The Million Dollar Question: What Classes Should I Take?

David offers some best practices and tips when selecting courses.

The million dollar question: What classes should I take for McIntire? While I wish I was able to just tell you that if you took COMM 2139 you would be guaranteed admission, class selection is unfortunately never that simple (by the way… there is no COMM 2139, so don’t spend time searching for it on Lou’s List!). However, I think there are some best practices/tips that should help you out when thinking of selecting classes, especially with spring course selection coming up soon.

First, I’m going to assume that since you’re reading this you’re interested in McIntire (if not, you can probably skip to the second point). If you plan to apply to McIntire, it’s essential that you plan out how you are going to tackle the prerequisite courses. Luckily, McIntire Admissions offers a suggested game plan for how you should complete your required courses. I’d recommend taking some time to write out on a piece of paper when you plan on taking each of the required courses and from there seeing how many “non-COMM prereq” credits you’ll have each semester for other courses. Also, if you have any questions on COMM class scheduling/prerequisites, definitely go to Walk-In Advising or schedule a one-on-one with an Ambassador, since we’re always more than happy to talk with you about your specific situation/questions (find more info on connecting with us here).

Okay, now that the prerequisites are out of the way, I’m sure you’re wondering what courses you should take besides the required ones. In my experience, there are two questions you should ask yourself when considering taking a course. First, is this something I am going to enjoy? Second, will this course teach me valuable/fundamental skills that I want to learn? These two questions, in my opinion, are super important when deciding what classes to take. If a course doesn’t fit one of those questions, then you should seriously ask yourself why you are taking that course.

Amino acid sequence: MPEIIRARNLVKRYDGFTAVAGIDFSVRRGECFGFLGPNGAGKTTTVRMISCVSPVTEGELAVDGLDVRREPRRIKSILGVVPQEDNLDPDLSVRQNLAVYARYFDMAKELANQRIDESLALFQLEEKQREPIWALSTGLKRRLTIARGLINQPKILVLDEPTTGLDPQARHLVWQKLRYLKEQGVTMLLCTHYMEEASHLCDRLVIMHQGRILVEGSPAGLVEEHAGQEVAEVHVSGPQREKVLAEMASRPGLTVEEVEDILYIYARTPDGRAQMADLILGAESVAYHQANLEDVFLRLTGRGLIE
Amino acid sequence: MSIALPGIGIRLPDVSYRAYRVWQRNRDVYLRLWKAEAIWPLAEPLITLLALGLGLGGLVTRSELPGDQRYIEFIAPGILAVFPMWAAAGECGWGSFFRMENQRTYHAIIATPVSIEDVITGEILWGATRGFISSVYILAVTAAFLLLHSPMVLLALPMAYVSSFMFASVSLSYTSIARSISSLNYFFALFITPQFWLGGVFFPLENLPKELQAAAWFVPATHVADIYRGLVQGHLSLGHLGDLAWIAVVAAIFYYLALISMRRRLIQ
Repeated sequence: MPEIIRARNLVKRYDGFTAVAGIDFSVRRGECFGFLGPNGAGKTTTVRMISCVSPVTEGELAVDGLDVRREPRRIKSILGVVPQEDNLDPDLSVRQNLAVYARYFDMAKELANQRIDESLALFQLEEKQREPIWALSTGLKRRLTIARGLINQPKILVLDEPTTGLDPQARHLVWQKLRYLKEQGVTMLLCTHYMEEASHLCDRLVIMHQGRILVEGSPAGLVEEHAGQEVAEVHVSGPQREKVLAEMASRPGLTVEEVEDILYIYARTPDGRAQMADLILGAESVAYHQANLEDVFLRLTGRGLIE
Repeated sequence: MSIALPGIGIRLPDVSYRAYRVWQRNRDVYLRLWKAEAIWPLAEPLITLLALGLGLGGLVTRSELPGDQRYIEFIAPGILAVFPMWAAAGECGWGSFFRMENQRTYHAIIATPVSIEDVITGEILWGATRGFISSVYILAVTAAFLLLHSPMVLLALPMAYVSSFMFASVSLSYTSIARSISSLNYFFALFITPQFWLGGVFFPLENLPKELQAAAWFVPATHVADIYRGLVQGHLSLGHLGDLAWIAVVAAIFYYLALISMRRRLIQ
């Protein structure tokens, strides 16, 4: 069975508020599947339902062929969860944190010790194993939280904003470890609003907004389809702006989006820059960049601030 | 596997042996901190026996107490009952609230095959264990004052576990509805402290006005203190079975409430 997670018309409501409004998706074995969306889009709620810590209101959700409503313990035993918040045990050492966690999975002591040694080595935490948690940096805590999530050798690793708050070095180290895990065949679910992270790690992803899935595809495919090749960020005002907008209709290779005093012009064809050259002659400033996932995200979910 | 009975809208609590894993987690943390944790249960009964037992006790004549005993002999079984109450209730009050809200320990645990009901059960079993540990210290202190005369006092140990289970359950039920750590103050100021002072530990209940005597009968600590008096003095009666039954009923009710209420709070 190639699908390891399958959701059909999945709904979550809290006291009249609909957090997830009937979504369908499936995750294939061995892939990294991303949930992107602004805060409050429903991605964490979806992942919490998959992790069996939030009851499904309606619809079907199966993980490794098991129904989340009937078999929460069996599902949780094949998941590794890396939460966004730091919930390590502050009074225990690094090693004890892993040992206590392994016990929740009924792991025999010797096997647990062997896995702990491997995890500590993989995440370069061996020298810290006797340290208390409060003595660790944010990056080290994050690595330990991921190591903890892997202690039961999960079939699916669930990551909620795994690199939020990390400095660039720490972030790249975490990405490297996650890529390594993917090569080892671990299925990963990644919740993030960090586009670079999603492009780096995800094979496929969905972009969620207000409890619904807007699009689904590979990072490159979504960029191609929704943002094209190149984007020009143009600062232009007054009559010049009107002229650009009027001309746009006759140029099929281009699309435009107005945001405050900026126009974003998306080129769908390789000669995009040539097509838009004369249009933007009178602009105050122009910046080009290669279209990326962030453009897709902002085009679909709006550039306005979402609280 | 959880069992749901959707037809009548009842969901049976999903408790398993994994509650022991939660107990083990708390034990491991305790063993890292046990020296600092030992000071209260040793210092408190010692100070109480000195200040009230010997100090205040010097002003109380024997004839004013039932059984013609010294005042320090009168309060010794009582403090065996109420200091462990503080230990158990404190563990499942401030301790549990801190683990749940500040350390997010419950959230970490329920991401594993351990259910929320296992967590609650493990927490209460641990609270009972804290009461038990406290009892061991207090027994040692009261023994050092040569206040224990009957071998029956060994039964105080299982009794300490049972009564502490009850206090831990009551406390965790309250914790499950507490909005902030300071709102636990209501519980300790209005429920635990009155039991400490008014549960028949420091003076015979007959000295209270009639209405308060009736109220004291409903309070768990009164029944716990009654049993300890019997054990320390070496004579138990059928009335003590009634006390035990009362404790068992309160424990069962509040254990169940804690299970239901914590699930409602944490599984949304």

Is this something I am going to enjoy?

Let me go ahead and explain a little bit more why I think asking those two questions will help you in choosing courses. From a McIntire admissions perspective, aside from the prerequisites, they aren’t looking for a specific course load. Rather, McIntire wants to see students who take classes that they enjoy taking and that reveal the student’s passion outside of the required courses.

Will this course teach me valuable/fundamental skills that I want to learn?

I took a wide variety of classes my first year, including a poetry writing course. This class satisfied both of the two questions. I enjoyed the creative outlet that poetry writing allows, and it gave me the opportunity to improve my written communication skills.

At the end of the day, you want to take classes that you find value in personally, not classes that you think will improve your McIntire admission chances. You shouldn’t feel pressured to take a course because it might “look good” on your application. For me, having that chance to explore such a wide variety of courses and subjects before entering McIntire was incredibly beneficial for my own personal development/college experience. And, if you have any questions on building your spring schedule or class recommendations, please come talk to the Admissions office or McIntire Ambassadors (we’re all more than happy to help you in your course selection process!).

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